732 F. Supp. 292 (1990) | Cited 0 times | D. Rhode Island | March 8, 1990



Plaintiffs 1" worked for BIF, a subsidiary of General Signal Corporation (the "company") and were members of Local 5299 of the United Steelworkers of American (the "union"). They claim that the company breached its contract with the union by not granting them severance pay when it closed down its plant in West Warwick, Rhode Island and that the union breached its duty of fair representation in negotiating and approving an agreement governing severance pay and the plant closure and in choosing to negotiate rather than arbitrate over severance pay. The parties have substantially completed discovery; defendants now move for summary judgment, claiming that no genuine issues of material fact exist and they are entitled to judgment as a matter of law. This Court agrees and grants their motion.


The plaintiffs had left their jobs with BIF because of workplace injuries and were receiving workers' compensation as of September, 1987. On September 1, General Signal sent a letter to its employees at the BIF plant, notifying them that it planned to phase out the West Warwick facility over the next six months. The Union and Company entered into extensive bargaining over a shutdown agreement to modify the collective bargaining agreement under which the parties operated.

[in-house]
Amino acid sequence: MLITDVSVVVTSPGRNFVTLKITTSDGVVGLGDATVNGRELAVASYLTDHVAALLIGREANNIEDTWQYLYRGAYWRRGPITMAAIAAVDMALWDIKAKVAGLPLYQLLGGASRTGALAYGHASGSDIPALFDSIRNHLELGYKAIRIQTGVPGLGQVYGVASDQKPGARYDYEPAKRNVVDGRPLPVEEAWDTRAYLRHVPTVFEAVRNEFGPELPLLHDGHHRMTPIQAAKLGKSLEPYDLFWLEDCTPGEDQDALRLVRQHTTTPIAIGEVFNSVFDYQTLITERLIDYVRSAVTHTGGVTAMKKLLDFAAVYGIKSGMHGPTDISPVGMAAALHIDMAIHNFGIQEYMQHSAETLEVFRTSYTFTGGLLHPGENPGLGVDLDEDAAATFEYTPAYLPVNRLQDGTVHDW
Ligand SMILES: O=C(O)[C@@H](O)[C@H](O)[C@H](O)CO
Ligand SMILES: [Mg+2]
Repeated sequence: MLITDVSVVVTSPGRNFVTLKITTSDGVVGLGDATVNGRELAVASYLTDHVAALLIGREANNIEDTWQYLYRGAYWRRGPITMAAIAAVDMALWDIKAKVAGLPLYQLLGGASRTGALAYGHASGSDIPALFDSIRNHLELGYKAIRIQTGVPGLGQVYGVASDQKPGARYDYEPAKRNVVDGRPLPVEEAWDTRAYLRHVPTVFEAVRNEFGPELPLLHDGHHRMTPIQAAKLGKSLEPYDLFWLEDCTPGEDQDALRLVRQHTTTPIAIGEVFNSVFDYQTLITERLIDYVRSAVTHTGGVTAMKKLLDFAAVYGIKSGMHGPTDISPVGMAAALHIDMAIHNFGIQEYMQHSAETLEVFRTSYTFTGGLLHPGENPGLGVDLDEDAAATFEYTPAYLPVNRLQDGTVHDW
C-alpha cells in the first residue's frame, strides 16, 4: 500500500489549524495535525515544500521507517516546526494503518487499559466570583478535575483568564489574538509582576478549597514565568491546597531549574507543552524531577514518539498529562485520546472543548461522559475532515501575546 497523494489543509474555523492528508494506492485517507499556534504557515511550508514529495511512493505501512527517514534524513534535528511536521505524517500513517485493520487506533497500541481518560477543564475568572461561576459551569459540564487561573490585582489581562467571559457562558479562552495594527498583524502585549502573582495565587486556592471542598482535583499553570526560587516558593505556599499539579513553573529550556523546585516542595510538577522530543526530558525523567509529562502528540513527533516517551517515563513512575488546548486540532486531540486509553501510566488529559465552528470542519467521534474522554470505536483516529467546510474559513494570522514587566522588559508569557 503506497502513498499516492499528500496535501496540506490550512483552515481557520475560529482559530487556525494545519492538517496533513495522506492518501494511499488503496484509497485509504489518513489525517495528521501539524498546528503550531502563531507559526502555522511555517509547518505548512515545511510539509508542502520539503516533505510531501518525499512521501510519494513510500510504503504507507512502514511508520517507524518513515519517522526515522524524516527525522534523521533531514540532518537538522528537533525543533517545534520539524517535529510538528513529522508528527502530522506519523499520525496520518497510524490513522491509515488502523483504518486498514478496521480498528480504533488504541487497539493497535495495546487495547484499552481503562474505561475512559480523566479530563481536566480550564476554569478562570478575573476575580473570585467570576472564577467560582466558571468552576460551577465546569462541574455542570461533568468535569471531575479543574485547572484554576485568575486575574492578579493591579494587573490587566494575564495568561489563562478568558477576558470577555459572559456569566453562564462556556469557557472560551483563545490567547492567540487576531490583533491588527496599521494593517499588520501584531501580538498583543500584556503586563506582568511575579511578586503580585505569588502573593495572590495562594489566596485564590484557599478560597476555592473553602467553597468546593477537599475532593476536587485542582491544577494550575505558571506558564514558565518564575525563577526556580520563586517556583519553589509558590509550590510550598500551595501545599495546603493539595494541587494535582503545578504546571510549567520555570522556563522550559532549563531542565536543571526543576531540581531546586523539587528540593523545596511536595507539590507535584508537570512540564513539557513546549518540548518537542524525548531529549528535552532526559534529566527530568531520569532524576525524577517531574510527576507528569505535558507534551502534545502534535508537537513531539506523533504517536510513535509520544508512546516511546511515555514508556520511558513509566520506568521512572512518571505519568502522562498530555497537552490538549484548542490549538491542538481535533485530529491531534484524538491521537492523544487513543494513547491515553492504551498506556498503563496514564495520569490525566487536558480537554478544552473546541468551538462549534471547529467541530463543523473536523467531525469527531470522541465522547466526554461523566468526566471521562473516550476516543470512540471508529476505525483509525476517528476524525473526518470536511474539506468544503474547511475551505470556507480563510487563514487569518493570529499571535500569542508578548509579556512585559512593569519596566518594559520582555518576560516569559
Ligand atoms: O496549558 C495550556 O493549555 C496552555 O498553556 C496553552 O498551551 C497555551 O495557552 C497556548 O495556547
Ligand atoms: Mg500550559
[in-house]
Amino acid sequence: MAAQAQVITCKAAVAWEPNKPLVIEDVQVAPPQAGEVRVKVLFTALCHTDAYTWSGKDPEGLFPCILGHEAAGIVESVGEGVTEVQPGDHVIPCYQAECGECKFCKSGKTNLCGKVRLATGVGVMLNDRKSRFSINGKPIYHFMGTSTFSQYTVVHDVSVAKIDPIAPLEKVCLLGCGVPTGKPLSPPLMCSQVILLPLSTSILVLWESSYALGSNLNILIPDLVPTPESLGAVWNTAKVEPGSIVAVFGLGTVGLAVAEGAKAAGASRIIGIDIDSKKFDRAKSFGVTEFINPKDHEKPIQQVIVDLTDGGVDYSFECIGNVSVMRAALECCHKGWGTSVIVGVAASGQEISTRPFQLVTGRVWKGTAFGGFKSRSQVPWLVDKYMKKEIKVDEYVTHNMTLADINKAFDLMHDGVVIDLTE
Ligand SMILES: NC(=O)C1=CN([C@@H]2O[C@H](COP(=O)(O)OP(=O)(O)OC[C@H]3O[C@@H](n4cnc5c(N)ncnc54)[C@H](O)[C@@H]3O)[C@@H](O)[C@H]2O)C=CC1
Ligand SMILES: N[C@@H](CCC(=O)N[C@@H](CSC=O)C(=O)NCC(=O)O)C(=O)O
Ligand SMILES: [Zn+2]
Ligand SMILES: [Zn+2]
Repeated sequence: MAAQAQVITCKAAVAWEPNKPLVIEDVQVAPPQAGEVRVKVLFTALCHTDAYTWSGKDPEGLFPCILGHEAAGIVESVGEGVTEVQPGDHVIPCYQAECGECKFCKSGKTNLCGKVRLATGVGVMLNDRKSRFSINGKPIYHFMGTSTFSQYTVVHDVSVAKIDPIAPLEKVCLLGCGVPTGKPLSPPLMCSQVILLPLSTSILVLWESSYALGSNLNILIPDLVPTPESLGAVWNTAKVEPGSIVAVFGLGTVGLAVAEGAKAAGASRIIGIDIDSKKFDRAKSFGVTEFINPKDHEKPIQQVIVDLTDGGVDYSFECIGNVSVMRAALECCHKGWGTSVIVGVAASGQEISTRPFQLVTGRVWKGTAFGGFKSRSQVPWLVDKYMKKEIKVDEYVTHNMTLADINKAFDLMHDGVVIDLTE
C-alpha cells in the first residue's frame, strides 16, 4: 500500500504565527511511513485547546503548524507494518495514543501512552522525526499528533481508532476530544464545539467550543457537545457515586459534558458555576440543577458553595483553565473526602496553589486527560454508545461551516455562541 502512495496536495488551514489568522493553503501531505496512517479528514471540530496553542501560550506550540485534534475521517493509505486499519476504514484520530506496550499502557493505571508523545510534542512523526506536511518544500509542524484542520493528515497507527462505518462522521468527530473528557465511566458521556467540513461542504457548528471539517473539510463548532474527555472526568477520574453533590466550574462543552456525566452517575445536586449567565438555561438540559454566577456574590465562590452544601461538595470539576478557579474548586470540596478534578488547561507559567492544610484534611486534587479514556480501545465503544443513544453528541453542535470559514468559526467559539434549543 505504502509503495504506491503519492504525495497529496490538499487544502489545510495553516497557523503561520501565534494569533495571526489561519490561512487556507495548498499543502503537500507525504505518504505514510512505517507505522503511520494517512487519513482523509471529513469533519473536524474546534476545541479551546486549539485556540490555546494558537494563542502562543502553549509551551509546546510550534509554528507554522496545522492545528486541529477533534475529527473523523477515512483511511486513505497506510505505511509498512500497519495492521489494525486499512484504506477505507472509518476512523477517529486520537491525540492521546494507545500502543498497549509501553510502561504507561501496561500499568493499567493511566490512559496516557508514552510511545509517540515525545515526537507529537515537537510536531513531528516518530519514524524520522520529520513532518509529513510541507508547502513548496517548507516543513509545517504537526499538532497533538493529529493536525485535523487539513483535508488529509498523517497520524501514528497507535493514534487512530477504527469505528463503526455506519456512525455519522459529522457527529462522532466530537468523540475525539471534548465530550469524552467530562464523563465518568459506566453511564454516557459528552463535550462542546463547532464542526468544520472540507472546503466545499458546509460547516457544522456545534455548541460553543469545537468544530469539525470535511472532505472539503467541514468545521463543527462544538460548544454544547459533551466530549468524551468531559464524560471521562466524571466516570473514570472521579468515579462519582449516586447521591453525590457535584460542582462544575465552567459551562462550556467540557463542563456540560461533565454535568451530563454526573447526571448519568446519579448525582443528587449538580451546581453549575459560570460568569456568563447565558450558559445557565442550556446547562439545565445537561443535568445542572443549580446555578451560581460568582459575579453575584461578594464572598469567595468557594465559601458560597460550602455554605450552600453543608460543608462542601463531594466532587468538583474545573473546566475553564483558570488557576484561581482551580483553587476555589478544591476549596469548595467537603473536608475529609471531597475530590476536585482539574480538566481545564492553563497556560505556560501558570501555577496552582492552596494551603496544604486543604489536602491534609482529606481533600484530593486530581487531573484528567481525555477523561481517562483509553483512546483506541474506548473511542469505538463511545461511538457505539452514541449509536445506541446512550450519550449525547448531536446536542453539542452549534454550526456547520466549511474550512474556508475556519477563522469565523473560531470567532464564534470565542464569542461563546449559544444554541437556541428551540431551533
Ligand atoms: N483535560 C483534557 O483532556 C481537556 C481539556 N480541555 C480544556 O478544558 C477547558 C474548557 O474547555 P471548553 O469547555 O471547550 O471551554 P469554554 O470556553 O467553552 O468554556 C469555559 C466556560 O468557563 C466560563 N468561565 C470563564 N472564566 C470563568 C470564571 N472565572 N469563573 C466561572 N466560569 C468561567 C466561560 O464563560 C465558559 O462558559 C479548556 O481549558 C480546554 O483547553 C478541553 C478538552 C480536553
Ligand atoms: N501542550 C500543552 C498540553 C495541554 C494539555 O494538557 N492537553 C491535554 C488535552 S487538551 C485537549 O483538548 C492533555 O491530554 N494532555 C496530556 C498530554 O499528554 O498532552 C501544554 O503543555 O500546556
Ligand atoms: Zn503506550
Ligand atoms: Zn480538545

The collective bargaining agreement 2" contained a severance pay clause that stated:

In the event of the permanent closing of the Company's plant . . ., an employee whose job is eliminated shall be entitled to severance allowance in accordance with and subject to the following provisions and conditions :

A) Employees shall be eligible for and shall receive severance pay in the amount of one (1) week of pay for each year of seniority service between five (5) and twenty-five (25) years. . . . The rate for calculating severance allowance shall be the average hourly straight time earnings of the employee during the past twelve (12) calendar months.